A Sept. 16 Senate hearing revisited the Trump administration’s response to the COVID-19 pandemic, and the CDC took the opportunity to post a vaccine distribution plan. CDC director Robert Redfield advised the committee, however, that sufficient quantities of vaccine to cover everyone in the U.S. might not be available until the third quarter of 2021, adding that now is the time to stand up a distribution network for a vaccine that will require cold-chain storage.

The outline for the vaccine distribution plan acknowledges that U.S. FDA approval of a vaccine is a rate-limiting factor in deployment, but points to a need for an IT system to track distribution. An HHS contract taken with McKesson Corp., of Irving, Texas, can be used to handle distribution of refrigerated doses at 2°-8° C and frozen vaccines at -20° C., but operators of distribution points and end clinics may be stalled at making equipment purchases until they have more information about the first FDA-approved or authorized vaccine to go into distribution.

Redfield urged everyone to obtain a flu vaccine for what he predicted is likely to be “a very difficult fall flu season.” Redfield said face masks are the most important public health tool available in the pandemic, adding that these masks may well provide more protection from the SARS-CoV-2 virus than any vaccine that may become available. However, he said a vaccine may not be available in sufficient quantities to inoculate the entire nation until the second or third quarter of 2021.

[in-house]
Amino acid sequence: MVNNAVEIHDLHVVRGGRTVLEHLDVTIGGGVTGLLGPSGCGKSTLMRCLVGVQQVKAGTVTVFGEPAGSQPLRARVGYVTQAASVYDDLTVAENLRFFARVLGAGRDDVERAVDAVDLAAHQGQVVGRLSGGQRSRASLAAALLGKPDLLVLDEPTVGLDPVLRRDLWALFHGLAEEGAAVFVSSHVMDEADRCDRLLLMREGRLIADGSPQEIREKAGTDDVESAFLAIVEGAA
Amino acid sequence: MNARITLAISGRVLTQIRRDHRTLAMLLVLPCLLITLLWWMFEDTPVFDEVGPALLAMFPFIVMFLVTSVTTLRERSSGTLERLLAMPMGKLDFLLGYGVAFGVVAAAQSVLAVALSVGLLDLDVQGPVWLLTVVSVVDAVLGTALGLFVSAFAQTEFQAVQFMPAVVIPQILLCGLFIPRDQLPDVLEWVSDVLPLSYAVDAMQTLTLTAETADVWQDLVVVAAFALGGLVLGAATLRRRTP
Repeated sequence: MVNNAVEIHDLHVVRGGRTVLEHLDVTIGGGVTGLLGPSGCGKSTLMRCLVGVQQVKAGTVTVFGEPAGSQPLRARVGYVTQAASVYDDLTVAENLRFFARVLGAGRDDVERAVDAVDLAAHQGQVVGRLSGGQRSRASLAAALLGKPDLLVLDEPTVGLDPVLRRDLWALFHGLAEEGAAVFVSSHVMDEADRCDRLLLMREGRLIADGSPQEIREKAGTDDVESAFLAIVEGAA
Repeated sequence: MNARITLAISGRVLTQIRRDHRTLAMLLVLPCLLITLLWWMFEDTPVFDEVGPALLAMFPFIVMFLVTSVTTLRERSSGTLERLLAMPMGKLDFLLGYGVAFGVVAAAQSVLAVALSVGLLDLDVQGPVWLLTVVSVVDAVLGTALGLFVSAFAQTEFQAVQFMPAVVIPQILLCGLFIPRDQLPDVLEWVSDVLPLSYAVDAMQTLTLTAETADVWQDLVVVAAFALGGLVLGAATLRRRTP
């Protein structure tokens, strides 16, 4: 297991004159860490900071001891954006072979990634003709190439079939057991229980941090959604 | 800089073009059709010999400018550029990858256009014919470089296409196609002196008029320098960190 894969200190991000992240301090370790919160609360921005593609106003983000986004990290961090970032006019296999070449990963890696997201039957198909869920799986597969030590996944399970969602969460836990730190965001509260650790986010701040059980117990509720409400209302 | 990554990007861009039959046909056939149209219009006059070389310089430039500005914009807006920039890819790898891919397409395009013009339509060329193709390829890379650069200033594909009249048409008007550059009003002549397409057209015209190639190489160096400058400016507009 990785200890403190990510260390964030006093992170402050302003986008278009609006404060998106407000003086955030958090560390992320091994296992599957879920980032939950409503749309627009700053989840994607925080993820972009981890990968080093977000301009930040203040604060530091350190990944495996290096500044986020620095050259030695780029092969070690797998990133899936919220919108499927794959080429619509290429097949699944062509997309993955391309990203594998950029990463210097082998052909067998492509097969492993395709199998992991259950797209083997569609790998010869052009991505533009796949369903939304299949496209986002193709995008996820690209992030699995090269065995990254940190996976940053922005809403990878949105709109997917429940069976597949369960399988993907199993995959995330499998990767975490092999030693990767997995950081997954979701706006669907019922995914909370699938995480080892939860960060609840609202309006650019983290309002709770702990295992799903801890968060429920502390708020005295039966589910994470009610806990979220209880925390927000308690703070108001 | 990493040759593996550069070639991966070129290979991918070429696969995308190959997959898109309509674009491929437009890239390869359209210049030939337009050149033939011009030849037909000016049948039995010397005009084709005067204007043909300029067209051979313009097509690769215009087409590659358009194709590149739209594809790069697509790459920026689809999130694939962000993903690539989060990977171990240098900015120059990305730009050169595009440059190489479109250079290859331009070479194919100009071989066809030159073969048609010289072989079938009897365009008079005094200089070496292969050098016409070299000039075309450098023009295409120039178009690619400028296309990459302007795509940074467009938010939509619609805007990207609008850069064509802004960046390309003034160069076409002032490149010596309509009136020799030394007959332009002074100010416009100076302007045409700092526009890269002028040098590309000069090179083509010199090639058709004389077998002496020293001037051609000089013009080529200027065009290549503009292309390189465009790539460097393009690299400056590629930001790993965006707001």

Redfield defended the previous CDC plan for production and distribution of supplies for vaccine injection, stating that a worst-case scenario may be that a vaccine becomes available without the supplies needed to administer the vaccine. While the latest vaccine distribution plan was panned in the hearing, Redfield countered that McKesson will have to start now to obtain licensing agreements from vaccine manufacturers, and thus time is of the essence, given that the first vaccine may win the nod from the FDA as early as November.

Redfield also said it is urgent that these distribution plans be formulated and publicized now, given that the first wave of vaccinations will have to handle as many as 6 million citizens with a 30-day booster shot requirement. However, he said that CDC has no prior experience with distribution of a vaccine with a cold-chain requirement, and thus there may be some unanticipated problems, which suggests a need to put the infrastructure in place as early as possible.

‘Like trying to build the plane while flying the plane’

Sen. Roy Blunt (R-Mo.), chairman of the Senate Appropriations Committee’s subcommittee for the Department of Health and Human Services, said 6.6 million Americans have tested positive and more than 195,000 have died of the COVID-19 pandemic. “Even after nine months, we still know relatively little” about the disease, he said, adding that the past half year has been “a lot like trying to build the plane while flying the plane.”

Blunt said his remarks were not offered “to fully exonerate the way the [Trump] administration has dealt with it or how it has been funded” by Congress, but said neither the Trump nor the Obama administrations have emphasized research the way the committee has. Blunt pointed to the 40% boost in NIH funding over the past few years as evidence of the committee’s support for life science research,